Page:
An insurance agent was convicted of felony-theft for selling a complex market-linked (indexed) annuity to an 83-year-old woman who seemed to show signs of dementia. Perhaps the test for dementia should be whether you’d be willing to buy one of these market-linked annuities where the commission to the selling agent can be up to 12% of the invested lump-sum or even higher.
A group of medical doctors is calling for higher taxes on high-income Canadians. Their definition of high income starts at only $100,000 per year.
The Motley Fool says “Ignore the experts. Index funds are for chumps.” The article writer, Rich Smith, demonstrated 20/20 hindsight in his reasoning, and he forgot to include “buy our investing newsletters” in the article’s title.
Canadian Mortgage Trends reports that ING is ending its business of mortgages that require no income confirmation. Apparently ING will still offer mortgages where people state their income and are taken at their word.
Where Does All My Money Go? has some fun looking for actors to play the roles of various politicians in a movie about the financial crisis.
Retire Happy Blog takes a look at the math of indexed annuities. The term “indexed annuity” can mean many things. In some cases it means an annuity linked to equities or to the consumer price index (CPI). In this case, it means an annuity whose monthly payments rise by a fixed percentage each year.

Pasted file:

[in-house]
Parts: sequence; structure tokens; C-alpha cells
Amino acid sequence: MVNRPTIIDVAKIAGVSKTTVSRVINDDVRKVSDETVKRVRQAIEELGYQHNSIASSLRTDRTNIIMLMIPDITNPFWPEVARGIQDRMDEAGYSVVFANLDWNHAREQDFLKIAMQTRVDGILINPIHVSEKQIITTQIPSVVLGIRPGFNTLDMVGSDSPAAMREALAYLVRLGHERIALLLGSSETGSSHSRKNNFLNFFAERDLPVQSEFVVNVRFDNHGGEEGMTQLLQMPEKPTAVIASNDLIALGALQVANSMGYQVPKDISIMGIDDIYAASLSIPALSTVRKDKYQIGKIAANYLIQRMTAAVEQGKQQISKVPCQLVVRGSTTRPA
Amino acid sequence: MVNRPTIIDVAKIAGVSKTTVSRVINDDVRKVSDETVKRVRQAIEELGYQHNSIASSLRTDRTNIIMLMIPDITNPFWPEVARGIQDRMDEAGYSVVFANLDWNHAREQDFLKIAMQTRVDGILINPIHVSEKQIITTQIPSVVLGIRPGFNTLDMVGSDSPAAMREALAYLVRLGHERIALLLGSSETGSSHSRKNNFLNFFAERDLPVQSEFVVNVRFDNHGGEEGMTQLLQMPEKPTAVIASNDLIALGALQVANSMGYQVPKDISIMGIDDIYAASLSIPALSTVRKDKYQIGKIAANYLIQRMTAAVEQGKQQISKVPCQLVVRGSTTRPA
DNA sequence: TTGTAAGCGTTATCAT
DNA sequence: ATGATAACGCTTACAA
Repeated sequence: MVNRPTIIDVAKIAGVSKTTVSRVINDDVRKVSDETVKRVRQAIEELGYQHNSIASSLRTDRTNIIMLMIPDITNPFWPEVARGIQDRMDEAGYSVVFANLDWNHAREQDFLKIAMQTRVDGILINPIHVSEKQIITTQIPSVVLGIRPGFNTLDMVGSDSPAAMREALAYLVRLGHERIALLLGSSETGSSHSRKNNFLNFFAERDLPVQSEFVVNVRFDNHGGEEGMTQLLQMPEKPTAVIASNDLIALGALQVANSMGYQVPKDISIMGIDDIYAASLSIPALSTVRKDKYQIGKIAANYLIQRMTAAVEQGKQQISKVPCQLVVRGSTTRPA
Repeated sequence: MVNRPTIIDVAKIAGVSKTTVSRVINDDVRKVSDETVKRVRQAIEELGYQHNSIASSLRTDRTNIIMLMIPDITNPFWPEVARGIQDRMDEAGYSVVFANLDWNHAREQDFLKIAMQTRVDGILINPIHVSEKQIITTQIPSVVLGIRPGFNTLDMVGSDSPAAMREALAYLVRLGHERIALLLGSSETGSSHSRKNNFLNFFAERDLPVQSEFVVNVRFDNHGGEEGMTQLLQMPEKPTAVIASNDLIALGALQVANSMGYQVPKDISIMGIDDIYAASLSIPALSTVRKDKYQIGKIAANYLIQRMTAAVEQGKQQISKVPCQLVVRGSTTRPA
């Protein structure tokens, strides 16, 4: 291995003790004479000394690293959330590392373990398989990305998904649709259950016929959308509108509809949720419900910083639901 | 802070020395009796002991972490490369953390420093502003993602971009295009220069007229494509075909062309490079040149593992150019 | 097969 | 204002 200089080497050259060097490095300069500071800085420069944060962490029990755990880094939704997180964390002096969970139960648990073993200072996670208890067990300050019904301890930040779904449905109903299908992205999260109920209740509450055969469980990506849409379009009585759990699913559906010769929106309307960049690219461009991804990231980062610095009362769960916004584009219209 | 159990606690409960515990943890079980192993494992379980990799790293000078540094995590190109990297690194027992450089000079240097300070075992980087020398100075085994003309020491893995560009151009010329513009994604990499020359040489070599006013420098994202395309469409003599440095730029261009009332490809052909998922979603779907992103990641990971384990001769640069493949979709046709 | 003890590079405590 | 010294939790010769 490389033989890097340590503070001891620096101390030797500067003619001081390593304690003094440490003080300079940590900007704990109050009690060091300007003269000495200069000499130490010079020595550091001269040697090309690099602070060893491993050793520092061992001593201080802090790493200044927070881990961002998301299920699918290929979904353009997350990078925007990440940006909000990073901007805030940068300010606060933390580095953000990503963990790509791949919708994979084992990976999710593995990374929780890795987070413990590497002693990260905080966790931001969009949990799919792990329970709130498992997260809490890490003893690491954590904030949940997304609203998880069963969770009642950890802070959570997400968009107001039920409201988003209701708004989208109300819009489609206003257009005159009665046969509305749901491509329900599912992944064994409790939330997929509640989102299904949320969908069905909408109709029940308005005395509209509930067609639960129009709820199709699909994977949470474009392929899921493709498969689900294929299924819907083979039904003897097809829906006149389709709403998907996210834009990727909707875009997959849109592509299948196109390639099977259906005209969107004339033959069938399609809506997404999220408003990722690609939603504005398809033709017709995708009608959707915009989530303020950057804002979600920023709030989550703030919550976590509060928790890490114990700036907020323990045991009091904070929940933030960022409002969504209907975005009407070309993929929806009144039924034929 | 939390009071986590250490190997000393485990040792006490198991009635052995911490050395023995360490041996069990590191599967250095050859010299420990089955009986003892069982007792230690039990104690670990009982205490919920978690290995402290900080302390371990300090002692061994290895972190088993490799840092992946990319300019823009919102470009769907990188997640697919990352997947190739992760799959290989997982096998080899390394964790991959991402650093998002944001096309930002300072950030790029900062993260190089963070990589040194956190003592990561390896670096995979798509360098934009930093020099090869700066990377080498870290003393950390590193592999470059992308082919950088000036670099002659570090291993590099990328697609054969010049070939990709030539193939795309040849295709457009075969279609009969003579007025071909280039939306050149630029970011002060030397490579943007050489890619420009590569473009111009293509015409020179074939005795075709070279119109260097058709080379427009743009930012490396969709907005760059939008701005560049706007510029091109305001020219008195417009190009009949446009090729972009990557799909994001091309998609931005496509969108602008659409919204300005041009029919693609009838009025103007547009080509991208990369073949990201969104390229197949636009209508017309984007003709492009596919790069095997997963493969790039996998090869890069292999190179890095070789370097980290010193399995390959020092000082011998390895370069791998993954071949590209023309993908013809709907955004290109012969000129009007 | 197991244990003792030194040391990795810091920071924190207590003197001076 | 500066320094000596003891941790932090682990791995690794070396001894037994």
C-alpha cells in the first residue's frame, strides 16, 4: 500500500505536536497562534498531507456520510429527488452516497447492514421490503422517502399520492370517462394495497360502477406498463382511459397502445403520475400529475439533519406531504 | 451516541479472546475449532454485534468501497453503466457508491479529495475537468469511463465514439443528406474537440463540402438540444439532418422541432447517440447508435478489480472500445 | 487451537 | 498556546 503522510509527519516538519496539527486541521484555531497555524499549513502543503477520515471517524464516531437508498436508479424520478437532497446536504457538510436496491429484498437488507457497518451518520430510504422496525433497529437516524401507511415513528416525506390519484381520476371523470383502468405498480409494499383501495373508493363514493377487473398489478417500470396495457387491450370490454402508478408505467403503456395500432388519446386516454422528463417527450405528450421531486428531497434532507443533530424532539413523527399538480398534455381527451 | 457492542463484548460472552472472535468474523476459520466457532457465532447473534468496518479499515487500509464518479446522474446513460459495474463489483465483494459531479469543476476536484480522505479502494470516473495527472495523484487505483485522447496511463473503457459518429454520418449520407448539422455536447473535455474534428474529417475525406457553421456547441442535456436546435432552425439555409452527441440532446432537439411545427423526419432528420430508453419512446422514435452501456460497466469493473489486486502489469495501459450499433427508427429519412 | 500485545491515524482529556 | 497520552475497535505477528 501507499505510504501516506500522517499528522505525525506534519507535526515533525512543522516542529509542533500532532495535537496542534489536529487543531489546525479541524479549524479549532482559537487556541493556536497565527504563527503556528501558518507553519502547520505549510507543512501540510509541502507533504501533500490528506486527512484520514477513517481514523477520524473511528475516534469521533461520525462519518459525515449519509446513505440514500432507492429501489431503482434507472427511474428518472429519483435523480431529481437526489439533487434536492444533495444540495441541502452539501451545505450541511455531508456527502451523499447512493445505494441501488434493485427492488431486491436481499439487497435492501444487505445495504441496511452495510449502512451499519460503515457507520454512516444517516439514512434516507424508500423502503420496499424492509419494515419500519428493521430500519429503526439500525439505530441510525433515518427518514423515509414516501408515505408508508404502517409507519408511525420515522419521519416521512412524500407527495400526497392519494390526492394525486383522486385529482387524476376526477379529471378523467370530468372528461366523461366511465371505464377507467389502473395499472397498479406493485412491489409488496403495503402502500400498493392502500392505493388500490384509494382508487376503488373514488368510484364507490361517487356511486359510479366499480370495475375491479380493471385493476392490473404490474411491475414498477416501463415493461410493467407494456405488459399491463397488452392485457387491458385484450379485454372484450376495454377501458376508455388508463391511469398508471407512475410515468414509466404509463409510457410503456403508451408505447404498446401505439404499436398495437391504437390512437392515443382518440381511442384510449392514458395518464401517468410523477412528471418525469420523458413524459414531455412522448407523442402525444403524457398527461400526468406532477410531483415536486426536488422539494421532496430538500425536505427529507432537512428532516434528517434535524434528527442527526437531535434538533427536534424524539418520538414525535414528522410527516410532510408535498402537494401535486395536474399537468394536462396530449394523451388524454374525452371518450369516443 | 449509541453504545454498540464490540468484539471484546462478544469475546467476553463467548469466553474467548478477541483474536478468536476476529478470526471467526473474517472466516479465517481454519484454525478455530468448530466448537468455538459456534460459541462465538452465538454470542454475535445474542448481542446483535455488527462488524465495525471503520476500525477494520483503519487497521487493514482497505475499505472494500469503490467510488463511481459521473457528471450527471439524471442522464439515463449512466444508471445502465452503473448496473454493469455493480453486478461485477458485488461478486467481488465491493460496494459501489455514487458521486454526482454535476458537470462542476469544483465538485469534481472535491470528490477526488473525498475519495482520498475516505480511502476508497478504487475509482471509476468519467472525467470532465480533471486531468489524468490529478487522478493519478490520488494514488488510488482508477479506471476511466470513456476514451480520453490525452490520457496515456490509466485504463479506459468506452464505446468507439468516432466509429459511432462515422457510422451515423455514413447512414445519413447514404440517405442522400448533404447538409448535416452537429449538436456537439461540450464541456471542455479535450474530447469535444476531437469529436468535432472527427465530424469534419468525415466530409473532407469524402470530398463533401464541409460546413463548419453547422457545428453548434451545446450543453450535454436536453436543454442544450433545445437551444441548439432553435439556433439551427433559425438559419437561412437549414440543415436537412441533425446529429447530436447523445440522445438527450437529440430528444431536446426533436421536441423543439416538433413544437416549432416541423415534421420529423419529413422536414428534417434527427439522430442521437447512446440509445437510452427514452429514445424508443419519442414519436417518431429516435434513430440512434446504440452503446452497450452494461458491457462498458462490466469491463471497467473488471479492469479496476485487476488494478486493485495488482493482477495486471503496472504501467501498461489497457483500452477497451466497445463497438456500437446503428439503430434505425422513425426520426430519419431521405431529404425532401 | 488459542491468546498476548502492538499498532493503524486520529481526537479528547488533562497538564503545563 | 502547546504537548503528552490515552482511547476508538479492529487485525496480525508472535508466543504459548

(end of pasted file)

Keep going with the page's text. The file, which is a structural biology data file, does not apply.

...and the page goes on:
The Blunt Bean Counter covered 3 potentially costly topics: (1) making sure you get the right kind of electronic receipt when making a charitable donation online, (2) income tax refunds that low income people come to expect won’t be coming this year, and (3) TFSA audits.
Big Cajun Man has a good rant about all the paperwork involved with his RESPs.
Money Smarts shows how to find a lost retirement account and actually does the work to find a reader’s lost account.
Million Dollar Journey breaks down the numbers on revenues and profits for a Tim Hortons franchise.
My Own Advisor paid for some disappointing plumbing work and then discovered that he could fix the problem himself.